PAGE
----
Functional enzymes created from synthetic DNA

Experts say they have achieved a scientific milestone – creating enzymes out of artificial genetic material that they made in their lab.

The synthetic enzymes functioned just as well as real ones.

The work, in Nature journal, not only provides clues to the building blocks of life but also points to a new way to make therapeutic drugs for humans.

The UK Medical Research Council team now hopes to make more complex structures that rival nature.

The ground work for the pioneering project started a couple of years ago when Dr. Philipp Holliger and his team created synthetic versions of DNA and its chemical cousin RNA – the molecules that carry the basic genetic code of life.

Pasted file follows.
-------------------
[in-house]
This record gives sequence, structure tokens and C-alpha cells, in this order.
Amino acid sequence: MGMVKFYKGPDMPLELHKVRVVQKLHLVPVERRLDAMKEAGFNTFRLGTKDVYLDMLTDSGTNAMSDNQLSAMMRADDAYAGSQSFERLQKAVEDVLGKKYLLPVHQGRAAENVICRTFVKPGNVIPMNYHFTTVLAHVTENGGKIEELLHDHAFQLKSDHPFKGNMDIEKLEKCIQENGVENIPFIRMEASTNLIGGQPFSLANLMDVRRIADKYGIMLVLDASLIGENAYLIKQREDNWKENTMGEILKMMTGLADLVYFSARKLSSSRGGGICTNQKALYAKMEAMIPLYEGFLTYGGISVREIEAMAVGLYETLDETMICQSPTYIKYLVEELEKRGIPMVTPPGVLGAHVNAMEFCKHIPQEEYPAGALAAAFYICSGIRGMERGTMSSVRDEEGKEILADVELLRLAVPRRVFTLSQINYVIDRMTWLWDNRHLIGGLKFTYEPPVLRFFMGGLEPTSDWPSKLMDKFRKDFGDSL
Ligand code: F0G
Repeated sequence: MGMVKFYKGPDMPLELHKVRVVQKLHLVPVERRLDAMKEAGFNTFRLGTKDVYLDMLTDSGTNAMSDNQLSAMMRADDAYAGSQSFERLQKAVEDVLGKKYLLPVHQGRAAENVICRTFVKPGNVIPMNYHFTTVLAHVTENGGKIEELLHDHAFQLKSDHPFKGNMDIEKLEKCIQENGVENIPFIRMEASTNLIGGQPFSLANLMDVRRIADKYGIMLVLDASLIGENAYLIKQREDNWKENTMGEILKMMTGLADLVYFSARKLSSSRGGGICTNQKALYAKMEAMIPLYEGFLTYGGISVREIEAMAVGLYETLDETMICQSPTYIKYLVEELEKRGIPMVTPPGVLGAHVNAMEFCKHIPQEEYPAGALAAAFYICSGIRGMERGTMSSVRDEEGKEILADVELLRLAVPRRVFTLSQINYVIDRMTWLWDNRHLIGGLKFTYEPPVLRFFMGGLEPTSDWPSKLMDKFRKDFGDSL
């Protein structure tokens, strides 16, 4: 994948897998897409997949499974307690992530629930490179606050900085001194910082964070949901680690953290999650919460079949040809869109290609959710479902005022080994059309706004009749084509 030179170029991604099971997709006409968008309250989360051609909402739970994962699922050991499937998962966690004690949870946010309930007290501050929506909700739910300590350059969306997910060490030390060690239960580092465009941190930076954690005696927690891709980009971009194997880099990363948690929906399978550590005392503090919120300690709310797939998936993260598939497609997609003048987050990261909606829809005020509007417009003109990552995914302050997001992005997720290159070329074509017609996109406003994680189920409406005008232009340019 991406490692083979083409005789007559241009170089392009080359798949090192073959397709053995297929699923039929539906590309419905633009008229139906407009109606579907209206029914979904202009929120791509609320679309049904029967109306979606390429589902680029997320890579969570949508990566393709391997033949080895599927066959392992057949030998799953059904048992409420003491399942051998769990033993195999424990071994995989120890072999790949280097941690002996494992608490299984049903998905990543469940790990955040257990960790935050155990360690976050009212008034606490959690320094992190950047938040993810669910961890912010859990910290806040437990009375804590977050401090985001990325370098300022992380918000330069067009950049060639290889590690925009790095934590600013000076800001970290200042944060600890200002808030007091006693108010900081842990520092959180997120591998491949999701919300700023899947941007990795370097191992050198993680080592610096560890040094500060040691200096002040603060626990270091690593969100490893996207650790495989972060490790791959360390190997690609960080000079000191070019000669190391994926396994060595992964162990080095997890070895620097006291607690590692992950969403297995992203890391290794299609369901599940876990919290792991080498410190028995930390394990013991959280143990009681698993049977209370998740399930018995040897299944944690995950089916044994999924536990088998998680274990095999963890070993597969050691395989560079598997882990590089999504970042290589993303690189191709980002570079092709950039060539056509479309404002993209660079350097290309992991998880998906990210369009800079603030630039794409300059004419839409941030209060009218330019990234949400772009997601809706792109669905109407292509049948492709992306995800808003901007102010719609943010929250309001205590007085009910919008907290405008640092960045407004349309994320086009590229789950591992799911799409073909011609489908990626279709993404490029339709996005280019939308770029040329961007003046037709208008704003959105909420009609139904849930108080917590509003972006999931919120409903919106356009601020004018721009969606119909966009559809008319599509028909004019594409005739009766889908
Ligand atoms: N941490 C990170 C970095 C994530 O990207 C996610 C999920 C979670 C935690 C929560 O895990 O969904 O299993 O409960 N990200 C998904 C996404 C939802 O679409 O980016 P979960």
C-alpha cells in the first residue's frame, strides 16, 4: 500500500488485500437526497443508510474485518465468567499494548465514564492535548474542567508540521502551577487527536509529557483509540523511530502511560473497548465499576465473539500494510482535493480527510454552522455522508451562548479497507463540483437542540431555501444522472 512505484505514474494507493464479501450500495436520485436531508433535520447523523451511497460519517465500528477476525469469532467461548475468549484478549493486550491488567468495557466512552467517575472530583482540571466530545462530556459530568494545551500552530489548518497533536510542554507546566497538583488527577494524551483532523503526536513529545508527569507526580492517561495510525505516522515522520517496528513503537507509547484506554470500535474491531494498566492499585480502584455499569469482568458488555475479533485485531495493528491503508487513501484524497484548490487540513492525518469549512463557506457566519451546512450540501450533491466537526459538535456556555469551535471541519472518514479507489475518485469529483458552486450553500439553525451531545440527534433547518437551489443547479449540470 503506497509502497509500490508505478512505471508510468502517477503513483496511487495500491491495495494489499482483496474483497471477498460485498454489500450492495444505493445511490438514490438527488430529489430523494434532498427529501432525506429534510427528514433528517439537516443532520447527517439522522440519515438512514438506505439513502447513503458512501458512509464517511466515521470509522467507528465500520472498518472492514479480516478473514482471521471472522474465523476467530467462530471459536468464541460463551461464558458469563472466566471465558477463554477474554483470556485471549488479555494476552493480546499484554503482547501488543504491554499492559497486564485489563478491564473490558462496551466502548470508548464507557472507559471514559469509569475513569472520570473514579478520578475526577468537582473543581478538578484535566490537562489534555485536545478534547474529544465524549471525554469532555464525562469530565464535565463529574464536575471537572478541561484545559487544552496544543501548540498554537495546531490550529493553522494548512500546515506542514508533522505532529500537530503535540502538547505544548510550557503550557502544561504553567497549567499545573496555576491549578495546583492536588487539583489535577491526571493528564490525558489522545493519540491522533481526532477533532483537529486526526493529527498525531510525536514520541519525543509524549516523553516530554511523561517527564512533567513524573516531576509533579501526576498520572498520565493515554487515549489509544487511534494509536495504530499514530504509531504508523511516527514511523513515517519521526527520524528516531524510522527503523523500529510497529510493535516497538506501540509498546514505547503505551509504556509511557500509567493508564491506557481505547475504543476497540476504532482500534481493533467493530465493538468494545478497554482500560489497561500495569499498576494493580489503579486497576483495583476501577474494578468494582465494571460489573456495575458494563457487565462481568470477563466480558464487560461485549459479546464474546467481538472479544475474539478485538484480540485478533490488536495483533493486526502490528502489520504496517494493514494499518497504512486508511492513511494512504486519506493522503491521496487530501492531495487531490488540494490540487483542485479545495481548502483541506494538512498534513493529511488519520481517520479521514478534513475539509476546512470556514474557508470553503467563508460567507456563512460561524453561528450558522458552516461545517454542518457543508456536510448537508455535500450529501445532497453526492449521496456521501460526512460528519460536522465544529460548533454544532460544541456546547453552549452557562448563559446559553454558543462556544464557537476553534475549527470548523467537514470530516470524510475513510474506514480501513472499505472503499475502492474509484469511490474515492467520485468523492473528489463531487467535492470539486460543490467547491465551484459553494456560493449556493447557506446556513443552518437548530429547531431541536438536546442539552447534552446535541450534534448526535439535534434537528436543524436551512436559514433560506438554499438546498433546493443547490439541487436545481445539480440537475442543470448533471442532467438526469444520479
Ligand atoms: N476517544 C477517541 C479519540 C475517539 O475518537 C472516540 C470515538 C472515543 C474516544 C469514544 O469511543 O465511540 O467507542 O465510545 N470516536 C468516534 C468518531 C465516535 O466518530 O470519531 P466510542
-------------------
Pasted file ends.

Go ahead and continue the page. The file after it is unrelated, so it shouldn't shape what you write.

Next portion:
Using these artificial XNAs as building blocks, the researchers set out to see if they could make synthetic enzymes – substances that drive a wide range of bodily functions, such as how we digest our food.

Holliger explained: “Until recently, it was thought that DNA and RNA were the only molecules that could store genetic information and, together with proteins, the only biomolecules able to form enzymes.”

His team found it was possible to create enzymes from scratch using material that does not exist in nature.

Although entirely man-made, the synthetic enzymes are capable of building and breaking down molecules – just like naturally occurring ones.

Read full, original article: Scientists make enzymes from scratch

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